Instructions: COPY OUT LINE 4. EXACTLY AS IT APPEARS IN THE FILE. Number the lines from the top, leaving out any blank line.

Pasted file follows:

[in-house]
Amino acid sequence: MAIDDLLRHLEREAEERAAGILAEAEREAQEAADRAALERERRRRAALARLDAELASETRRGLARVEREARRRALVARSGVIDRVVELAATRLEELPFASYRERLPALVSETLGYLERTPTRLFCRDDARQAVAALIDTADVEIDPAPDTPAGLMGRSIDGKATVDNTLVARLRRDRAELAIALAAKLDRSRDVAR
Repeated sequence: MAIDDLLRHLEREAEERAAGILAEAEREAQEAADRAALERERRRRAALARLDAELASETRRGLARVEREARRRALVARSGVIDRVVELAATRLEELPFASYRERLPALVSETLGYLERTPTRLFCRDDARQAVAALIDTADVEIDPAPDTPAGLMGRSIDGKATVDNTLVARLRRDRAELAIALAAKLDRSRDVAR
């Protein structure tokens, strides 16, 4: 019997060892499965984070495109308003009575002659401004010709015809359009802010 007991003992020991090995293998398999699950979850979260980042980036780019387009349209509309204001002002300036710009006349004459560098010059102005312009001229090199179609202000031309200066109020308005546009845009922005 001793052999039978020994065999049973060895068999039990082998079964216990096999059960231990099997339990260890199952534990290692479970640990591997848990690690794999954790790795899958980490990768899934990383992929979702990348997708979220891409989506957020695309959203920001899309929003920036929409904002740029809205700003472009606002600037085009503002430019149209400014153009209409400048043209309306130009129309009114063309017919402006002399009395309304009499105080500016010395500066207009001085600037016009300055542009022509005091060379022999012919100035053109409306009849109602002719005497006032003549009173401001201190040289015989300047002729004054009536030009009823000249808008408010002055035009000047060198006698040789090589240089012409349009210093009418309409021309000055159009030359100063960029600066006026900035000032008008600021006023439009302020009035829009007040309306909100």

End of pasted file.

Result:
């Protein structure tokens, strides 16, 4: 019997060892499965984070495109308003009575002659401004010709015809359009802010 007991003992020991090995293998398999699950979850979260980042980036780019387009349209509309204001002002300036710009006349004459560098010059102005312009001229090199179609202000031309200066109020308005546009845009922005 001793052999039978020994065999049973060895068999039990082998079964216990096999059960231990099997339990260890199952534990290692479970640990591997848990690690794999954790790795899958980490990768899934990383992929979702990348997708979220891409989506957020695309959203920001899309929003920036929409904002740029809205700003472009606002600037085009503002430019149209400014153009209409400048043209309306130009129309009114063309017919402006002399009395309304009499105080500016010395500066207009001085600037016009300055542009022509005091060379022999012919100035053109409306009849109602002719005497006032003549009173401001201190040289015989300047002729004054009536030009009823000249808008408010002055035009000047060198006698040789090589240089012409349009210093009418309409021309000055159009030359100063960029600066006026900035000032008008600021006023439009302020009035829009007040309306909100």